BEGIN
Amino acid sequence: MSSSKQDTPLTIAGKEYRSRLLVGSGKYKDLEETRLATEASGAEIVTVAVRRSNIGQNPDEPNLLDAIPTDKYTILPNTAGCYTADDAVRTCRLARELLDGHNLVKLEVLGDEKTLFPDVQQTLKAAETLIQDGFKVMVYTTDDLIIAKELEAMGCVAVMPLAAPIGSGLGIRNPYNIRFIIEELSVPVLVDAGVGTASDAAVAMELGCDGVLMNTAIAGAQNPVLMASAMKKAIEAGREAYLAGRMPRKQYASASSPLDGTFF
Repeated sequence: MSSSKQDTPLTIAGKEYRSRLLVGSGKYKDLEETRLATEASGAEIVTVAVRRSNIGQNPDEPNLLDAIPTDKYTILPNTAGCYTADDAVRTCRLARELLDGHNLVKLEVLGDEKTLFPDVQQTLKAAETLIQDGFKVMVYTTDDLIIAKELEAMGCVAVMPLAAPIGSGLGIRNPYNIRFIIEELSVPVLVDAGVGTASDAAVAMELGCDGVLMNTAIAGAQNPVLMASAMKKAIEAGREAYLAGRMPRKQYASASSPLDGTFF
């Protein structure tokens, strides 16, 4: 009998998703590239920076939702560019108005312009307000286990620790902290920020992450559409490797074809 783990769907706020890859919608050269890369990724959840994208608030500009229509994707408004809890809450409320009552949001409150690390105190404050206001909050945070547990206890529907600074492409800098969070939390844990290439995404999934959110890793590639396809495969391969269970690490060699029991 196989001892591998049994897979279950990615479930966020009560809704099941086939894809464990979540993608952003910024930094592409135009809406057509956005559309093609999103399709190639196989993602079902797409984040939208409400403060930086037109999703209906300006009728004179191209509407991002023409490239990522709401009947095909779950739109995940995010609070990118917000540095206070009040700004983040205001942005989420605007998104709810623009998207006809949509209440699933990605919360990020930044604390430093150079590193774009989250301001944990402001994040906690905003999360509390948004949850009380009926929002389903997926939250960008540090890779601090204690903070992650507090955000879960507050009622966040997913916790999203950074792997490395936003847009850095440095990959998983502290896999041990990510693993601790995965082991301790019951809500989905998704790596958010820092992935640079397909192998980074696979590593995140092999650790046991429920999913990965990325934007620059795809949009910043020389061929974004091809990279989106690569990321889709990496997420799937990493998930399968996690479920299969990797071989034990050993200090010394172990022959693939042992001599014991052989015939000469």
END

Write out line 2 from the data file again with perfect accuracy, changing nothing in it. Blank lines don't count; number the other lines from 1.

Repeated sequence: MSSSKQDTPLTIAGKEYRSRLLVGSGKYKDLEETRLATEASGAEIVTVAVRRSNIGQNPDEPNLLDAIPTDKYTILPNTAGCYTADDAVRTCRLARELLDGHNLVKLEVLGDEKTLFPDVQQTLKAAETLIQDGFKVMVYTTDDLIIAKELEAMGCVAVMPLAAPIGSGLGIRNPYNIRFIIEELSVPVLVDAGVGTASDAAVAMELGCDGVLMNTAIAGAQNPVLMASAMKKAIEAGREAYLAGRMPRKQYASASSPLDGTFF